Investors watch stock prices on screens at a securities company in Beijing on February 25, 2016. Chinese shares plunged more than six percent on February 25. 
Investors watch stock prices on screens at a securities company in Beijing on February 25, 2016. Chinese shares plunged more than six percent on February 25.  - 
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The People’s Bank of China lowered the amount of cash Chinese banks have to keep in reserve by about half a percent early this week. At about 17 percent, that’s still a higher rate than most other countries, but the move will free up more than $100 billion dollars in cash-- which China wants the banks to extend to consumers.

The government also allowed the currency to drop just a bit to absorb the excess liquidity, China’s latest move to try to settle things down in its economy. The country’s policymakers are trying out lots of different strategies to combat slowing growth.

Barry Naughton is a professor of Chinese Economy at the University of California, San Diego.

“[Growth] is slowing down because the growth miracle phase is over,” he said. “And so handling that kind of slowdown is really, really difficult for anybody.  When Japan had the slowdown, it stumbled, when Korea hit the slowdown, Korea stumbled, and now, in certain ways, China is stumbling too.”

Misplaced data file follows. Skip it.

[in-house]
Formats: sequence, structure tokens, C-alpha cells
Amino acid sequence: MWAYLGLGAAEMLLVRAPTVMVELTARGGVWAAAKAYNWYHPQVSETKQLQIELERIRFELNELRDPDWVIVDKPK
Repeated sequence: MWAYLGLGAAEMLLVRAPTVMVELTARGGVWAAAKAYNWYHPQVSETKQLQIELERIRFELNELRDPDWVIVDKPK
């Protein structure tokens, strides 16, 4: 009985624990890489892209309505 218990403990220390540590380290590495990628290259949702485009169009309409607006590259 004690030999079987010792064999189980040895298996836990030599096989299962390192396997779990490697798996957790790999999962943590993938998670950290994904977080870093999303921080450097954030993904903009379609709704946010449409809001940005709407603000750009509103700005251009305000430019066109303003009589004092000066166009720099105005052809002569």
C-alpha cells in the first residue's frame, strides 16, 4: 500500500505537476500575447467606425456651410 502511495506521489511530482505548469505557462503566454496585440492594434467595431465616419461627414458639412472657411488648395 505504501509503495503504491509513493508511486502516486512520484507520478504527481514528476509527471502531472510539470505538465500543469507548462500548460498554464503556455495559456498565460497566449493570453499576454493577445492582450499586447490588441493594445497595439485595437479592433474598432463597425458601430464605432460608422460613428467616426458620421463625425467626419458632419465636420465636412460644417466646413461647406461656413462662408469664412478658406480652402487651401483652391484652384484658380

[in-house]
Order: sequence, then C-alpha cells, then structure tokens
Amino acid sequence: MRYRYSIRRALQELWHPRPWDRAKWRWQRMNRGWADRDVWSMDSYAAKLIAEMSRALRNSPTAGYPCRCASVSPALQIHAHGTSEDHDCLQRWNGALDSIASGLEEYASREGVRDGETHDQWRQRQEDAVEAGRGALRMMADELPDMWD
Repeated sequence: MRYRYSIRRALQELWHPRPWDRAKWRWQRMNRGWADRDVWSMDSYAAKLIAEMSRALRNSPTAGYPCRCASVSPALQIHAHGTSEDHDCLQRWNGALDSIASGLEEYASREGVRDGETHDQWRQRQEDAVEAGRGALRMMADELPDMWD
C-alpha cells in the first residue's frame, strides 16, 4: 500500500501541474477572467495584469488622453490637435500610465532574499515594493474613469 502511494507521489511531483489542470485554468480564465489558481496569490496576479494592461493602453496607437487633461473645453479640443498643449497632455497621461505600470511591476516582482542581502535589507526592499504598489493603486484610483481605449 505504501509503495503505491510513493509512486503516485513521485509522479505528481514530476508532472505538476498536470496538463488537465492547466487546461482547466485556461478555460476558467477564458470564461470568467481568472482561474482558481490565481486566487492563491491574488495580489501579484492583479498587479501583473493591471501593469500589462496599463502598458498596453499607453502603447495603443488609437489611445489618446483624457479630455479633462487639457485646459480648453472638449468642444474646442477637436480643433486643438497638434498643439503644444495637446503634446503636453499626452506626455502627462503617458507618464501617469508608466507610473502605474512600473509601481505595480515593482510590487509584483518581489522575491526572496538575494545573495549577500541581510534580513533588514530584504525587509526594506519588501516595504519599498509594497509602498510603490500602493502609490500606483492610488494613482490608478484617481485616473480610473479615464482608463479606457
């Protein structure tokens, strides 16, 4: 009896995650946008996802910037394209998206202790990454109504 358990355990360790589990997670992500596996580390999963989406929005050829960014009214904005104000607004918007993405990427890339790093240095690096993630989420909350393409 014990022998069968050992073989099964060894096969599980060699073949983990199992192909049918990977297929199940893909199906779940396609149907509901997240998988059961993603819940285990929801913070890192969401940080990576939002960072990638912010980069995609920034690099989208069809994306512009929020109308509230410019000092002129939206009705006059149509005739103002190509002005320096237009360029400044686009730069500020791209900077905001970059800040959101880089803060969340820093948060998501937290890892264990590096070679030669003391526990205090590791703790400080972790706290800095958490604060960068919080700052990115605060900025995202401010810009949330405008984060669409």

It’s especially hard, Naughton said, when different factions argue for different solutions, which can result in inconsistent policies.

Ann Lee is an adjunct professor at New York University and studies China’s economy.

“China’s policymakers are doing their best…to try to ensure that China’s economy continues to basically grow at a steady pace that’s not necessarily as fast as it used to be but at least it’s still a reliable economy,” said Lee.

That reliability is what the rest of the world wants, said David Dollar, a senior fellow at the Brookings Institution’s China Center. Dollar said Chinese officials are “walking a knife’s edge” trying to stimulate growth without setting off a currency slide.

“The whole world is worried about the devaluation of the Chinese currency,” he said. To calm international markets, Dollar said,  Chinese policymakers have a game plan to “stabilize expectations and capital outflow and now make some monetary moves … So it will be interesting to see if this all works out the way they want.”

China’s economy is so linked with the rest of the world that if it doesn’t work out, global markets and consumers will feel the effects.

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